The way my old scripts work had a weakness; the browser scripts depended on knowing the underlying structure of the flickr photo page, and then did some gyrations with XPATH/Javascript to decipher the photo information. So when the layout CSS changed, there went the scripts. I tried to make it work with the new flickr, but the code is more dynamic.

The thing about flickr is that while many people get lathered up abut the web interface, is power is that the underlying architecture is there for use via its API. That does not change, and it gives one access to the information in flickr. What it means is that you can make flickr do almost whatever you want, imagine, or can manage to bang out via code.

I use PHP libraries with pechaflickr and 5card flickr stories

I knew there are methods to access flickr information via a javascript only (calling for data in JSON format), meaning that I might be able to rig something that worked in the browser only, not via a web server. I spent a few hours just doing a basic info request with a hard wired flickr URL, and managed to get something that worked- pass it a flickr URL and I could get all the info to generate the attribution code, including which creative commons license a photo has attached to it.

It did it by putting the info in a pop up window, even got fancy by putting the image as a background on the window.

I tried to get it all working inside a bookmarklet, but could not get the jQuery to cooperate. So I had a new idea. The bookmark’s function is simply to get the ID for the flickr image; that is the part of a URL such as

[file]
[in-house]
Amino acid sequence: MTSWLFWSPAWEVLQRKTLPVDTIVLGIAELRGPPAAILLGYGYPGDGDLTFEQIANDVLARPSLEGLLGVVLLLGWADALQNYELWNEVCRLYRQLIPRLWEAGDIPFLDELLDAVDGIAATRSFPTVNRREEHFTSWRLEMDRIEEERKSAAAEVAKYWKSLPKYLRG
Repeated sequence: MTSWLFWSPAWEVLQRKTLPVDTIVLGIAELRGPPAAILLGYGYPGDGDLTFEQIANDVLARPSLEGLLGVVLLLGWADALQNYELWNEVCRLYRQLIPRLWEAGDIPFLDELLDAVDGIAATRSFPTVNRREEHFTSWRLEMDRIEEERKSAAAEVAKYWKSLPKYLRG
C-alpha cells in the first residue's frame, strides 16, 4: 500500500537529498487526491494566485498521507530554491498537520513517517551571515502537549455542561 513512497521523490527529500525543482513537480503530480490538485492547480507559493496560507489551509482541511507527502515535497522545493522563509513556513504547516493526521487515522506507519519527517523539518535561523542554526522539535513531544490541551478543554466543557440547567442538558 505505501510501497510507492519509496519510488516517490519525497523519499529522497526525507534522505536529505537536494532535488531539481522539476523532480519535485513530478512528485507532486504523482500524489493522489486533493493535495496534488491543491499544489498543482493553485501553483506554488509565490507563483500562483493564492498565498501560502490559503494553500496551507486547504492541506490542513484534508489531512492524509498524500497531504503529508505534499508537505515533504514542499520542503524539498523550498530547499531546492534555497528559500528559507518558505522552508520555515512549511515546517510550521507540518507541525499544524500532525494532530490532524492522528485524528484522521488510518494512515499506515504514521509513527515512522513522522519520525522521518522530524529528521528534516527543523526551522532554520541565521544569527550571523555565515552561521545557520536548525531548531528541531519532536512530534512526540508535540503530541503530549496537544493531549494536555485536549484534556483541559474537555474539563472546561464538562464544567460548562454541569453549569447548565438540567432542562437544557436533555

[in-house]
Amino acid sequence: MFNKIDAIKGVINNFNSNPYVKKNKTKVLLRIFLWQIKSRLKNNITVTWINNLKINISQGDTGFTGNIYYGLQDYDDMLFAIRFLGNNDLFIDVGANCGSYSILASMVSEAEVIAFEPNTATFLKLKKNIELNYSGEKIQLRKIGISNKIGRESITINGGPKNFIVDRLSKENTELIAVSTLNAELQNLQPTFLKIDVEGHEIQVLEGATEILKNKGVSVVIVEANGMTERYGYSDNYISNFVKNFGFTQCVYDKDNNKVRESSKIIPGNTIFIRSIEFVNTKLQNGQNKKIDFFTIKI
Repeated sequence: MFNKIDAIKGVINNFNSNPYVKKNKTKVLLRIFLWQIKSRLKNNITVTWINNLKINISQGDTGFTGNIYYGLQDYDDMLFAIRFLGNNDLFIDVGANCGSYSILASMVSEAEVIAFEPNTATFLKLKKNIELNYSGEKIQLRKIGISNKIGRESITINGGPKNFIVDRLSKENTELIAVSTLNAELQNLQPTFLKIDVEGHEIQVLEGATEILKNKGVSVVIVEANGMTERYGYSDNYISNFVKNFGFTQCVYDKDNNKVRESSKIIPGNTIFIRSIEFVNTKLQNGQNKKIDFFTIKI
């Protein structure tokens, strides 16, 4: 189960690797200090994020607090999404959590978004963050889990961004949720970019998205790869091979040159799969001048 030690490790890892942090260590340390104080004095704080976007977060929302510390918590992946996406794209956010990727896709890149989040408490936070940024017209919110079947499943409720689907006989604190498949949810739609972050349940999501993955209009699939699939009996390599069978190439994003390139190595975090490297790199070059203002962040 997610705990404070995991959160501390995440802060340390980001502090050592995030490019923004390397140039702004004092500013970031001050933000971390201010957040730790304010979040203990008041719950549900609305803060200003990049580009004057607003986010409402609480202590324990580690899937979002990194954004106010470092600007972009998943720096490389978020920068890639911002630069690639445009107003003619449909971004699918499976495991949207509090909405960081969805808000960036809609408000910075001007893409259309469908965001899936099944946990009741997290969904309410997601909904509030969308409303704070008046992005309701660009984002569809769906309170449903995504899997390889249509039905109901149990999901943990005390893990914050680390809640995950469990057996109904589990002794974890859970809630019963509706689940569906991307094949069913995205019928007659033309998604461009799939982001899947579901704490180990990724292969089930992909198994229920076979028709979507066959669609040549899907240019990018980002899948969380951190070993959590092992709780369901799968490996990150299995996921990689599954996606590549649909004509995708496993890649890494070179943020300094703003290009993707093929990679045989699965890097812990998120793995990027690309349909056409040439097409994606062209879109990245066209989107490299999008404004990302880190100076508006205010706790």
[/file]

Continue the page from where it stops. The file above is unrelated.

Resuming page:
https://www.flickr.com/photos/cogdog/13455811934/

which is 13455811934 — that is all I need to pass to the flickr photos.getInfo API. So my clever idea was to put all the code that does the work in an HTML/jquery page, and I could pass the flickr ID to it via a query parameter, e.g.

http://somewhere.web/attribution-tool.html?flickd=13455811934

And that’s what I have working now. But I did not want to depend on hanging this on my domain, and shoulder the traffic for everybody– I figured out how to get the code running on a github site associated with the code.

But creating the bookmarklet is also something I could make easier. So here it is… (drumroll) the flickr cc attribution helper maker

new helper

With this tool you create your own browser bookmarklet. Something I could add are some options, for the HTML code, so you can have other sizes than the 500px width image used (that’s what fits this blog, and I make tools for me first).

But all you need to do is drag the link on the blue button to your browser bookmarks bar. When viewing a flickr image, it will toss open a new small window with the one click attribution (pop up windows, bad, I know. Maybe I can figure out how to put a lightbox on the flickr page)

cc-helper-shot

And there you go! Attribute away.

But wait, there is more! Maybe you do not like the way my code does attribution. Maybe you want the licenses spelled out. Maybe you want to put your own CSS classes on things. Just grab the cc-attributor source from the github repo.

You can modify it any way, and put on your own web site (heck I tested on my MacBookPro in the localhost web directory). And then you can still use my Bookmark Maker to generate the tool, just put your URL in the field instead of mine.

Now go attribute your flickr photos! Don’t be tool of flickr, make it a tool for you.

I should say that this is barely tested. Mileage will vary. I also got very confused with github’s tools for making pages, and tripped up 20 times in the branches.

A New Web House for the Randall House

Just to show that not every one of my recent web design projects relied on the Treble template, here is another site I made recently for my friend’s restaurant in Pine Arizona, The Randall House

randallhouse